Education and Brexit in the news.

‘Of the 532,975 postgraduates studying at UK universities in 2015/16, 45,340 were from other EU countries (8.5%), while 154,390 were from countries outside the EU (29%).

The government has confirmed that EU students coming to the UK will be eligible for existing loans and other financial support for courses starting in 2017/18. The same applies to UK students going to other parts of the EU. But it is the years following Brexit that concern universities, coupled with the inclusion of international students in UK immigration targets.

A report by the Higher Education Policy Institute (Hepi) forecasts that an increase in fees for EU students after 2020 – putting them in line with international students – may lead to a 57% drop in EU enrolments, including many postgraduates.

But Nick Hillman, director of Hepi, says there are positives too. The fall in the value of sterling means that UK courses are cheaper for students from abroad; the fact they are taught in English is also a major selling point. His advice to people thinking of postgraduate study in another country is go for it, regardless of Brexit.

Hillman accepts that the government could do more to help international recruitment, especially with visa rules. “Every time Amber Rudd [the home secretary] or Theresa May says anything negative it appears in the Indian newspapers,” says Hillman.’ - Guardian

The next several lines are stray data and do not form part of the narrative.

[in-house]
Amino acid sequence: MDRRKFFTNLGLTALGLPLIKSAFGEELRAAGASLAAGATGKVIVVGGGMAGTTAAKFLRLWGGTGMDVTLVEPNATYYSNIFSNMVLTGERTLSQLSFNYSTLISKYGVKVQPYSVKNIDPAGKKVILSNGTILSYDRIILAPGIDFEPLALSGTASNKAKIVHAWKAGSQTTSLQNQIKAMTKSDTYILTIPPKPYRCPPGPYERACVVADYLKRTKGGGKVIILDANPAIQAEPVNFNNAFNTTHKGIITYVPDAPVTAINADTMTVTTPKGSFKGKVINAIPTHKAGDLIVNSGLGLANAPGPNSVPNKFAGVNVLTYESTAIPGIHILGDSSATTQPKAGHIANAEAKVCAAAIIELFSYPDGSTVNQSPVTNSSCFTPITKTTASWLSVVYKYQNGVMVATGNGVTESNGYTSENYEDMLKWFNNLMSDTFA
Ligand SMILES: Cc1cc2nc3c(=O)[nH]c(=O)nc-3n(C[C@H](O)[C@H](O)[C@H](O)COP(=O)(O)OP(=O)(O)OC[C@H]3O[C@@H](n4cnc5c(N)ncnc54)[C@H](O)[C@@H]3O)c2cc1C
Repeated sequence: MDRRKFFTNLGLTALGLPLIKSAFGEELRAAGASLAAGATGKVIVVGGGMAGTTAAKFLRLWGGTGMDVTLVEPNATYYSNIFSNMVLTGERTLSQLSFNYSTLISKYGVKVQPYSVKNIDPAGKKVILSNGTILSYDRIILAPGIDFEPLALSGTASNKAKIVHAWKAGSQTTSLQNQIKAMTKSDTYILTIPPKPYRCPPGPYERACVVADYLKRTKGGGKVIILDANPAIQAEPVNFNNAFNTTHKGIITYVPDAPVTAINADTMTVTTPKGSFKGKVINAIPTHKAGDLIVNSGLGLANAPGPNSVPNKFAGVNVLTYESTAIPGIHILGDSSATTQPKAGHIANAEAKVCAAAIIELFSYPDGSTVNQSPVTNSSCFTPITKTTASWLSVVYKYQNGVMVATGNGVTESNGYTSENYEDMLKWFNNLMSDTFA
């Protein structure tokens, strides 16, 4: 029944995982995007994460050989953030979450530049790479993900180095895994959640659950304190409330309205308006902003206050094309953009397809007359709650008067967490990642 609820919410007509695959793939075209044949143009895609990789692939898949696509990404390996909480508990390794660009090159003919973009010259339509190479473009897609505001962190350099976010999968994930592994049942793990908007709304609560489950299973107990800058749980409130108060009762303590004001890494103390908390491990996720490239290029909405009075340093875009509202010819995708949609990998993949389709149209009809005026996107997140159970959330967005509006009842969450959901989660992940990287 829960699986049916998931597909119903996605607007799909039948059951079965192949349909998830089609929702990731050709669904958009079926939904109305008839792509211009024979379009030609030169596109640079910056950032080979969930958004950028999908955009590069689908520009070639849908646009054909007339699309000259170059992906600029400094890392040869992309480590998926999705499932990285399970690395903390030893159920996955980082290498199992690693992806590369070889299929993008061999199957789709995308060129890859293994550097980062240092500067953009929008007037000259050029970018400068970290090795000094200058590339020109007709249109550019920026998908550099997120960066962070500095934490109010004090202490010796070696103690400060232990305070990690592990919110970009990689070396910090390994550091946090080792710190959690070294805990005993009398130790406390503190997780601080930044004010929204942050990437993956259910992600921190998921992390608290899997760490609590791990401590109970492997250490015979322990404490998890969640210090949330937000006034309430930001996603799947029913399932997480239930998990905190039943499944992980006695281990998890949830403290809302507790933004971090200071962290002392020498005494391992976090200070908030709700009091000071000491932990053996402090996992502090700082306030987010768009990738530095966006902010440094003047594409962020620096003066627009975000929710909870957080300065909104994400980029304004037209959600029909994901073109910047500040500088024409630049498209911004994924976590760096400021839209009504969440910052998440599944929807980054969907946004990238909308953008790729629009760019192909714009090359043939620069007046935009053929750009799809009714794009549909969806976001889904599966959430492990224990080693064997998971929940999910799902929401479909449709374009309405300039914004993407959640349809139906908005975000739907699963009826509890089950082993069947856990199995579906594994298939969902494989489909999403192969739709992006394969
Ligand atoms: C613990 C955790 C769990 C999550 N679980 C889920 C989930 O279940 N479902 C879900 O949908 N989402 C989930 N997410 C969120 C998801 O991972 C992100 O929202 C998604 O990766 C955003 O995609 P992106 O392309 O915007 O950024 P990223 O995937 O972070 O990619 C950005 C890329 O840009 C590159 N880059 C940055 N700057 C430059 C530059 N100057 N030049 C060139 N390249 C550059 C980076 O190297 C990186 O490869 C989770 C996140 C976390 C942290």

‘The Bombardier train factory teetered on the brink of closure in 2011, when it lost a key contract for British carriages to Germany. The Derby site survived, but the debate over protecting high-value domestic jobs from foreign competition rumbles on, especially with Brexit on the way.

Memories of the Bombardier furore are still fresh at the Department for Transport, it seems, because the latest ministerial incumbent appears determined to ensure that manufacturing work stays within these shores.

Transport secretary Chris Grayling is taking advantage of the government’s apprenticeship drive to keep jobs in the UK, rather than with EU manufacturing rivals like Germany, ahead of Brexit. January’s industrial strategy called on all construction, infrastructure and capital investment projects worth £10m-plus to take into account apprenticeships and skills development as part of tender evaluation.’ – Guardian, later article

 

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